Realistic Fiction            Nancy Summers, Abington School District

YA Fiction – Mask of Shadows; What to Say Next; My Favorite Things is Monsters; Strange the Dreamer

Miller, Linsey. Mask of Shadows. Sourcebooks, 2017.  9781492647492. 352 pp. $17.99. Gr. 8 and up.

Orphaned street thief, Sallot Leon, is permitted to enter the audition to become the next member of the Left Hand of the Queen, a group of four assassins who serve as advisers and protectors of the throne. These four are named for the gems of the rings worn by the Queen: Ruby, Emerald, Amethyst, and Opal. When the last Opal is killed, Sal and 22 others compete to gain the position which will elevate the winner to enjoy the riches, security, and honor that will come with a new noble status. Borrowing heavily from titles such as Hunger Games and Throne of Glass, the plot follows the Auditioners, who must fight to the death to earn the coveted spot at court. The 22 contestants are virtually indistinguishable from one another with no real character development for any of them; each are masked for the competition and known only by their assigned numbers.  Sal, now known as Twenty Three, wishes to leave a life of thievery behind but also has a hidden agenda to avenge the destruction of her homeland and people. In one of the more original and interesting aspects of this tale, Sal‘s character is gender fluid and prefers to be addressed by the pronouns of “they” and “them”. Unfortunately, the gender identity for Sal seems to revolve around what clothing they are wearing that day. A romance with a noblewoman who serves as a tutor for the Auditioners unfolds and the sexuality between the two is presented matter of factly.  The only obstacle to such a romance in this world is Sal’s lower-class status, which would change if they win the contest. Mask of Shadows details the growing violence and intrigue between the Auditioners, as the competition advances and many of these scenes are gripping, violent, and gory.  But overall, the story lacks strong character development and the world building is not fully realized. Sal’s backstory is only briefly visited and there is no real explanation or insight into the magic and shadows which caused the destruction of the old-world order, or the war between the kingdoms that led to the current shaky political reality.  THOUGHTS: This YA fantasy with a strong gender-fluid character has an interesting premise and action-packed competition sequences. A secondary purchase for fans of violent fantasy.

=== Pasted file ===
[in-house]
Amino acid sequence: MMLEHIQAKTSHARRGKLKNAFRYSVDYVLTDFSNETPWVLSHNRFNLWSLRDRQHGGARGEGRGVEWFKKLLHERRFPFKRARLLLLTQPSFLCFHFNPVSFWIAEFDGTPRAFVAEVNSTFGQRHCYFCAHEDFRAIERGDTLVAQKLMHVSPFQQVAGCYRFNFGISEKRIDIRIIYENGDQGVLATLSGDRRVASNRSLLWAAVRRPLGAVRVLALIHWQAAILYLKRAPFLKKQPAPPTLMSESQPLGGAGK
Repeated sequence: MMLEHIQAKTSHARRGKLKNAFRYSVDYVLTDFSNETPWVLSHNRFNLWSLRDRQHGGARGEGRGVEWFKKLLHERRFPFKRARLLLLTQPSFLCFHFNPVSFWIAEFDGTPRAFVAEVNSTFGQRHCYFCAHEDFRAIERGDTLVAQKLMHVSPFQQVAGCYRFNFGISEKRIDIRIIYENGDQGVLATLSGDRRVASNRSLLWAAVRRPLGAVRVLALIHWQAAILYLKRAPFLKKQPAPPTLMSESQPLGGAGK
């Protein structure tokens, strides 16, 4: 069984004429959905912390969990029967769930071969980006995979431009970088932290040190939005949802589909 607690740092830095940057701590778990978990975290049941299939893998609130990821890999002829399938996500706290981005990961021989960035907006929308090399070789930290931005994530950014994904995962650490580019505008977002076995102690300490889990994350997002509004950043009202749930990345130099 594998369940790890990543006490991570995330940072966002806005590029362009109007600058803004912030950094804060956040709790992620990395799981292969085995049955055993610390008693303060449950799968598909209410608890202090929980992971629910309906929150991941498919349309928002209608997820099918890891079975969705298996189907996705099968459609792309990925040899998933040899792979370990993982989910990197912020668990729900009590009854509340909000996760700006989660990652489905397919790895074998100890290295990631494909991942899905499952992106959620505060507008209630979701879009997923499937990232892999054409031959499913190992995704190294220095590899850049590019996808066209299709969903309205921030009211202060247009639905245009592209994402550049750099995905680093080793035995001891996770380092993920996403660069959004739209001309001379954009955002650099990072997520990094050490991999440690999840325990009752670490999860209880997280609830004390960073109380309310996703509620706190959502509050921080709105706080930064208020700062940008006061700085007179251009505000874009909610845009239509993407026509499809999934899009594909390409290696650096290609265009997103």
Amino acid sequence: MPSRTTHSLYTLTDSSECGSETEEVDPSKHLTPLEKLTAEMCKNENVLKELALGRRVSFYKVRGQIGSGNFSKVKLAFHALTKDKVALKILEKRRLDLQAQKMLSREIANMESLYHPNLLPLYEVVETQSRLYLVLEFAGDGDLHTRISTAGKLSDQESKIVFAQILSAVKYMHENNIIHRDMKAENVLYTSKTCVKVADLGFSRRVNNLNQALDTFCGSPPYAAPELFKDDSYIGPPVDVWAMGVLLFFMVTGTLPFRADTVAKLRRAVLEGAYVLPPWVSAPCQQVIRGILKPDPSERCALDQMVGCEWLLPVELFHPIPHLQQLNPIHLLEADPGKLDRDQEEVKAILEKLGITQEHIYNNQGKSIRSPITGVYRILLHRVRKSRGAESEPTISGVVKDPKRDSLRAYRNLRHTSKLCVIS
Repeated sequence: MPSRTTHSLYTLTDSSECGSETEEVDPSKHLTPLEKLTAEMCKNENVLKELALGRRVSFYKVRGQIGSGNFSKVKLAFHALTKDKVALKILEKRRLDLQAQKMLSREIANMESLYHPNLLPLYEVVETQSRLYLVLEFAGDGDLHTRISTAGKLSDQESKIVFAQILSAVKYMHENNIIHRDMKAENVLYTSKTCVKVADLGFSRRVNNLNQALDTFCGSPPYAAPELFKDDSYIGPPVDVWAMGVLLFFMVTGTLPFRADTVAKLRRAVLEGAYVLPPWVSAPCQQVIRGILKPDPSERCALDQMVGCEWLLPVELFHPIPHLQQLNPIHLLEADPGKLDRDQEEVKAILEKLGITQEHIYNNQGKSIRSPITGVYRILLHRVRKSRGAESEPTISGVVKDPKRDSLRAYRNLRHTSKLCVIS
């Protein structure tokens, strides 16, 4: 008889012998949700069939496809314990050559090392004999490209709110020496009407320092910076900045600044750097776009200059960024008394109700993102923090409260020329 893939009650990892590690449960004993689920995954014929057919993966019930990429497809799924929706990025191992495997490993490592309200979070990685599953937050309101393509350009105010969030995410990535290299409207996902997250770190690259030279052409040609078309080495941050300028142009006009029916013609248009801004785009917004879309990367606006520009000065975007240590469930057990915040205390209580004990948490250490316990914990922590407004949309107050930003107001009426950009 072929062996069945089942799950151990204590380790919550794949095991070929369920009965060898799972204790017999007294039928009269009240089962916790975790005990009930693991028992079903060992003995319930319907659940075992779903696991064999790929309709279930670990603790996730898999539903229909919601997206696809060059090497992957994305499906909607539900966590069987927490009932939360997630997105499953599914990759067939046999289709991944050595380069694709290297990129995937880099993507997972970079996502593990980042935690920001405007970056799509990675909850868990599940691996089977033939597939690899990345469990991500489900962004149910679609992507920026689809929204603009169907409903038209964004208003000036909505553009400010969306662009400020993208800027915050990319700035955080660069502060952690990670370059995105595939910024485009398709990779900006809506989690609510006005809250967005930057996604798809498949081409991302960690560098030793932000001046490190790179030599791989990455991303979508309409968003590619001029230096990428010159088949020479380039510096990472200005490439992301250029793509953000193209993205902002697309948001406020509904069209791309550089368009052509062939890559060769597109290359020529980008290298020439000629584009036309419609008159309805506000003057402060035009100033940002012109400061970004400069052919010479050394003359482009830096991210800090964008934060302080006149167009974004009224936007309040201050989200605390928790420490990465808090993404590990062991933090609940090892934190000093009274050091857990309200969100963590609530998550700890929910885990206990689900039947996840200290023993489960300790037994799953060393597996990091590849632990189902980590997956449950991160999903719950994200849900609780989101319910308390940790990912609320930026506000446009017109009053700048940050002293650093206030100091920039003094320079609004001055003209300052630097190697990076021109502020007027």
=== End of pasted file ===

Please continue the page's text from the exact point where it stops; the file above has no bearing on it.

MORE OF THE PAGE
Fantasy          Nancy Summers, Abington SD

 

Buxbaum, Julie. What to Say Next. Delacorte Press, 2017. 978-0-553-53568-6. 292 pp. $17.99. Gr. 9-12.

Julie Buxbaum, author of the very enjoyable Tell Me Three Things, returns with the even better What to Say Next! David Drucker is a little unusual. He’s brilliant but awkward in social situations; he’s a diligent fan of order and routine, and he was once diagnosed with Asperger’s (but that’s just a label). He also keeps a notebook full of lists, rules, and notable encounters with his classmates at Mapleview High School. He’s got a particularly detailed entry on Kit Lowell, who attended his childhood birthday parties and smiled at him when their names were announced as Mapleview’s only National Merit semifinalists. Now, after 622 days of eating lunch alone, David is joined by Kit, whose father died in a car crash just one month ago. None of Kit’s popular friends know what to say or how to act around her, and David’s bluntness is a welcome change of pace. When David’s notebook is stolen and posted online, followed by the reveal of two huge Lowell family secrets, the opposites-attract couple needs each other more than ever.  THOUGHTS: This winning, dual perspective novel focuses on the “friend” in girlfriend and boyfriend relationships. It’s a perfect choice for fans of realistic romance with a serious side, such as Everything, Everything by Nicola Yoon and When We Collided by Emery Lord.

Realistic Fiction     Amy V. Pickett, Ridley School District

 

Ferris, Emil. My Favorite Things is Monsters. Fantagraphics Books, 2017. 978-1-60699-696-2. unpaged. $39.99. Gr. 10 and up.